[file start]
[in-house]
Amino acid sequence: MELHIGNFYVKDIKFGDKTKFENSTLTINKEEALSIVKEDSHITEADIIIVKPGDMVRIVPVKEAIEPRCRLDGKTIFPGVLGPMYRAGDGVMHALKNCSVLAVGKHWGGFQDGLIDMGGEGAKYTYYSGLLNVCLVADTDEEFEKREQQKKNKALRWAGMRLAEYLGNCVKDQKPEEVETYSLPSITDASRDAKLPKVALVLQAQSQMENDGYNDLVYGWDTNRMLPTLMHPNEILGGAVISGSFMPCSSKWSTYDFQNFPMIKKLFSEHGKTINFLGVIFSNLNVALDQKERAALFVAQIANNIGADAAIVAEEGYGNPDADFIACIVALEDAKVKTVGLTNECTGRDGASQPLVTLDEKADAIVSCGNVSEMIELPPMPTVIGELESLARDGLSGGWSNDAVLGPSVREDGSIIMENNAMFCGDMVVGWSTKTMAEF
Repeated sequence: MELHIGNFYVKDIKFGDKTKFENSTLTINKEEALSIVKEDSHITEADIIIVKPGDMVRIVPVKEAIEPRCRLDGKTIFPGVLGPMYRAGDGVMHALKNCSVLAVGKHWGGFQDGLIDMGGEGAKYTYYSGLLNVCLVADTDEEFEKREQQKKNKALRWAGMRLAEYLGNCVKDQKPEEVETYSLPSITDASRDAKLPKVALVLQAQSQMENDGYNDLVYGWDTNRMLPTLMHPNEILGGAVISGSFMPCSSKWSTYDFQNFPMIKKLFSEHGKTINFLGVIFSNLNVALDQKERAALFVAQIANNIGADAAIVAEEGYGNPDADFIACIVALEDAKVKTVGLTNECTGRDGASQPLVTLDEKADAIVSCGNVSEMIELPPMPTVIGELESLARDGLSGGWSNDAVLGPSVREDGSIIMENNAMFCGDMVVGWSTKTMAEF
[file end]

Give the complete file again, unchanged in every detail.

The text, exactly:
[in-house]
Amino acid sequence: MELHIGNFYVKDIKFGDKTKFENSTLTINKEEALSIVKEDSHITEADIIIVKPGDMVRIVPVKEAIEPRCRLDGKTIFPGVLGPMYRAGDGVMHALKNCSVLAVGKHWGGFQDGLIDMGGEGAKYTYYSGLLNVCLVADTDEEFEKREQQKKNKALRWAGMRLAEYLGNCVKDQKPEEVETYSLPSITDASRDAKLPKVALVLQAQSQMENDGYNDLVYGWDTNRMLPTLMHPNEILGGAVISGSFMPCSSKWSTYDFQNFPMIKKLFSEHGKTINFLGVIFSNLNVALDQKERAALFVAQIANNIGADAAIVAEEGYGNPDADFIACIVALEDAKVKTVGLTNECTGRDGASQPLVTLDEKADAIVSCGNVSEMIELPPMPTVIGELESLARDGLSGGWSNDAVLGPSVREDGSIIMENNAMFCGDMVVGWSTKTMAEF
Repeated sequence: MELHIGNFYVKDIKFGDKTKFENSTLTINKEEALSIVKEDSHITEADIIIVKPGDMVRIVPVKEAIEPRCRLDGKTIFPGVLGPMYRAGDGVMHALKNCSVLAVGKHWGGFQDGLIDMGGEGAKYTYYSGLLNVCLVADTDEEFEKREQQKKNKALRWAGMRLAEYLGNCVKDQKPEEVETYSLPSITDASRDAKLPKVALVLQAQSQMENDGYNDLVYGWDTNRMLPTLMHPNEILGGAVISGSFMPCSSKWSTYDFQNFPMIKKLFSEHGKTINFLGVIFSNLNVALDQKERAALFVAQIANNIGADAAIVAEEGYGNPDADFIACIVALEDAKVKTVGLTNECTGRDGASQPLVTLDEKADAIVSCGNVSEMIELPPMPTVIGELESLARDGLSGGWSNDAVLGPSVREDGSIIMENNAMFCGDMVVGWSTKTMAEF